The phrase resonated in my mind. I spoke the words aloud as I shared my frozen foot dilemma with a friend during fellowship time. The life lesson was not lost on me in this metaphor.
Wool is a natural product, from the fleece of sheep it is harvested, cleaned, carded smooth with sharp spikes, and then twisted tight, spun into yarn. Knit into socks. It is a textile that breathes naturally, yet possessing natural animal oils, the fibers are water repellent. Wool keeps the heat of the body tight inside. Well cloaked. Well guarded.
Cares and worries of cold invasions disappear.
Man-made counterfeit acrylic threads never do the job in quite the same way. They wear thin and wear out. But, threadbare wool socks can be revived with a darning ball and needle weaving wool yarns; mending a thinned heel to minister warmth to the human foot once again.
Wearing my wool socks on Sunday keeps the cold out and the heat in my body, so my mind and heart can be warmed by the Word of God distraction free. A flesh and blood need is met so the spirit is freed to open wide, receiving His abundance, rather than closed and curled up, tight and trembling, to keep warm.
Make No Mistake: I will NOT forget my wool socks this coming Sunday! I will be one with the sheep metaphors, resplendent in Scripture, comparing Believers to this humble and often helpless domesticated animal. Clothed in humility, aware of my own helplessness before the throne of God, is how my feet should be shod when I step into the House of the Lord. Wool socks keep the blood circulating–alive–and ready to walk in the Truths for making the character of my life more like His Life.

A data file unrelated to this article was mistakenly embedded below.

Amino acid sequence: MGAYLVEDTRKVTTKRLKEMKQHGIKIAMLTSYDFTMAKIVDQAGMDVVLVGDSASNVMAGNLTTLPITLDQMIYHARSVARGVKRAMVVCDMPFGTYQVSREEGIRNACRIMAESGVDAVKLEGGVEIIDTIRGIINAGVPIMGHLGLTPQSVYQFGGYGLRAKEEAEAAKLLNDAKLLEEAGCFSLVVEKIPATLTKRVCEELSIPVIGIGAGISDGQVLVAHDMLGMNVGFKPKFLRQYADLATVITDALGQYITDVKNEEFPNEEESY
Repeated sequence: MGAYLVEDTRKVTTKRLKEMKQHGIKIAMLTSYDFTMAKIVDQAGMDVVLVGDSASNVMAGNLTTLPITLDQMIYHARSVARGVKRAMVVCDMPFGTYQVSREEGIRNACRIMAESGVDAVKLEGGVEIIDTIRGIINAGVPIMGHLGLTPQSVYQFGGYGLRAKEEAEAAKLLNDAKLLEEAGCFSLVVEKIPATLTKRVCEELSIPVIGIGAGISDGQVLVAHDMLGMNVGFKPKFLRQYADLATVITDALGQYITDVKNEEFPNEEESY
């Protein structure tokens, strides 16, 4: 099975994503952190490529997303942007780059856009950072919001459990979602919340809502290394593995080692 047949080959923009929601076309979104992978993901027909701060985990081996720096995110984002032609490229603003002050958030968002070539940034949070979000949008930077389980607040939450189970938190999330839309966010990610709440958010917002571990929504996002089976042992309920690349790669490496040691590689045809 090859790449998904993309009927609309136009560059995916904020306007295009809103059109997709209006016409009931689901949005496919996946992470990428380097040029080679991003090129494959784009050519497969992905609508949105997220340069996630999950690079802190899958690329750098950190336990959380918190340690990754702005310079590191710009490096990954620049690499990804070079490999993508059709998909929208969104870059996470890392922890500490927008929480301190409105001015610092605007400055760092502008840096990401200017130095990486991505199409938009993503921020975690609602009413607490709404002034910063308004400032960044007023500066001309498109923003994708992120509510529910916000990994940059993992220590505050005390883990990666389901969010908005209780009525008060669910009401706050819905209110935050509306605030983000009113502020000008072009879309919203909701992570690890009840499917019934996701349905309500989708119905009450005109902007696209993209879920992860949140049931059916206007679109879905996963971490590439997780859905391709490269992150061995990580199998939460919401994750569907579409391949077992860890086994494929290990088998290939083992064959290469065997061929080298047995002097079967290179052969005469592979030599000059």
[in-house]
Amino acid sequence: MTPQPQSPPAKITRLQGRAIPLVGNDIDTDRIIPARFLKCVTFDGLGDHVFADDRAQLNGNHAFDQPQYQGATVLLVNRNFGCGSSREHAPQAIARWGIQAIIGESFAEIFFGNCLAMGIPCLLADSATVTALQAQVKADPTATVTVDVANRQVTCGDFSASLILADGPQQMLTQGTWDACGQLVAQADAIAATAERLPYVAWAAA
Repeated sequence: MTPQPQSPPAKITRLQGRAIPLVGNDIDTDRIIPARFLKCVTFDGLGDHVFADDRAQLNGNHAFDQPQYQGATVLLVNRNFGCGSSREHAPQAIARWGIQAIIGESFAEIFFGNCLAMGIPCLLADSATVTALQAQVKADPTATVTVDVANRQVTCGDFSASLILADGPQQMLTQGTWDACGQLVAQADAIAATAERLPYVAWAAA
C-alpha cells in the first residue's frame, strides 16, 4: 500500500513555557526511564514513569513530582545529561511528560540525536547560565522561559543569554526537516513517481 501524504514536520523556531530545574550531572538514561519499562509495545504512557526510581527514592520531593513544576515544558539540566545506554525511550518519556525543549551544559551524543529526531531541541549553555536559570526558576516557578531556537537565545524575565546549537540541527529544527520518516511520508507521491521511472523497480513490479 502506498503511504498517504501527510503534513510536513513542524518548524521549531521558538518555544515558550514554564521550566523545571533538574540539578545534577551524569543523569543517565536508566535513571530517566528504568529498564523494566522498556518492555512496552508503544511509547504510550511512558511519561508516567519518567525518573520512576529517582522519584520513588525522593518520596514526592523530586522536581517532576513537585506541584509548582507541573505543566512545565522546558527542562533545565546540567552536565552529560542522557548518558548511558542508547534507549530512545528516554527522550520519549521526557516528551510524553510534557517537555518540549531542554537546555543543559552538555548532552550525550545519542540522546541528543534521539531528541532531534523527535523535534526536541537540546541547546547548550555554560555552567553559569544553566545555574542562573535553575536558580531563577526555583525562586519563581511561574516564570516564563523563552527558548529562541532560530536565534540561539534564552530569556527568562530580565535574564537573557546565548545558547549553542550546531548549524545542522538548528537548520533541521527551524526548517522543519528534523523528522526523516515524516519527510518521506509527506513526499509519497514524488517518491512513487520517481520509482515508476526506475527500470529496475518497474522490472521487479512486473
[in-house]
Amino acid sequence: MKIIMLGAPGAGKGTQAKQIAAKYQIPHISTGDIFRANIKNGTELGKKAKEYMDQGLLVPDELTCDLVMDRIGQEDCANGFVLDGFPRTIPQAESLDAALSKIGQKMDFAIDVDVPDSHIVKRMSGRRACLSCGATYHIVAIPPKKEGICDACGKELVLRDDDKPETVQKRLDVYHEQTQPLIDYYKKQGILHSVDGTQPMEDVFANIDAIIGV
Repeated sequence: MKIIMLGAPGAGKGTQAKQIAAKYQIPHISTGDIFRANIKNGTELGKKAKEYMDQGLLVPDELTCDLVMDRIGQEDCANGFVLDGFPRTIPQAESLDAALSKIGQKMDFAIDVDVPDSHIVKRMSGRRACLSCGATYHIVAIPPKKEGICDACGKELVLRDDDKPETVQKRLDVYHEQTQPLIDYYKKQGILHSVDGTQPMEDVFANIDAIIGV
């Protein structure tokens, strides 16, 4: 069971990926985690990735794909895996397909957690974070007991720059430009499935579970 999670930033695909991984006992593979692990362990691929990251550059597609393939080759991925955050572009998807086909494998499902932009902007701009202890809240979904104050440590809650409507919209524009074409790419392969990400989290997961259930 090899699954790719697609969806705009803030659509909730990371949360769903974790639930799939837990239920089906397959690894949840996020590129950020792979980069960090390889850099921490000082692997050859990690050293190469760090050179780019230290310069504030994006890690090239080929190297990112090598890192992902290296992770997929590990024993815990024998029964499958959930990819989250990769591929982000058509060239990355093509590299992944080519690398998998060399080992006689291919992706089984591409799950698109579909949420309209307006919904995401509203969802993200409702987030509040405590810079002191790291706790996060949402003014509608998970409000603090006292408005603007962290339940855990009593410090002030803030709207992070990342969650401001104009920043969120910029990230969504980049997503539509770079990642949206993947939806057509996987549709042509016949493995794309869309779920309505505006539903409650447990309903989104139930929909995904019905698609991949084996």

. . . easily distracting from higher things.
Not quite walking in the image of Jesus Christ . . . was I . . .
In a perfect world, cozy wool socks cushion every step. But, we don’t live in a perfect world.
Upon reflection I have to wonder at how poorly I fared on this particular Sunday morning when a creature comfort was denied me. I had cold feet. Cold feet and hungry bellies, sick bodies and wounded hearts always have the power to undo us in our humanity, distracting us from our focus on He whose comforts transcend fleecy wool. This is something Paul spoke to when he listed a host of trials he ENDURED while keeping his mind stayed upon the purposes of the Lord:
“Three times I was beaten with rods; once I was stoned; three times I was shipwrecked; a night and a day I have been in the deep; in journeys often, in perils of waters, in perils of robbers, in perils of my own countrymen, in perils of the Gentiles, in perils in the city, in perils in the wilderness, in perils in the sea, in perils among false brethren; in weariness and toil, in sleeplessness often, in hunger and thirst, in fastings often, in cold and nakedness—besides the other things, what comes upon me daily: my deep concern (is) for all the churches.”
2 Corinthians 11:25-28 NKJV
And I just had frozen feet through every fault of my own.
I am grateful for that drawer full of wool socks. But, I pray, should their be a next time, I might fare better in His Spirit were it empty.
This little sheep–humble and helpless–has much yet to grow into . . .
Sharing Wool Socks on Sunday this week with:
Judith’s Wholehearted Wednesday
Jennifer Dukes Lee Tell His Story
Lyli at Thought Provoking Thursdays at 3D Lessons 4Life
Hope in Every Season Homemaking Party
Laura on Faith Filled Friday at Missional Women
Fellowship Fridays at Christian Mommy Blogger
Charlotte at Spiritual Sundays
My Fresh Brewed Life with Barbie – Weekend Brew
Janis with Sunday Stillness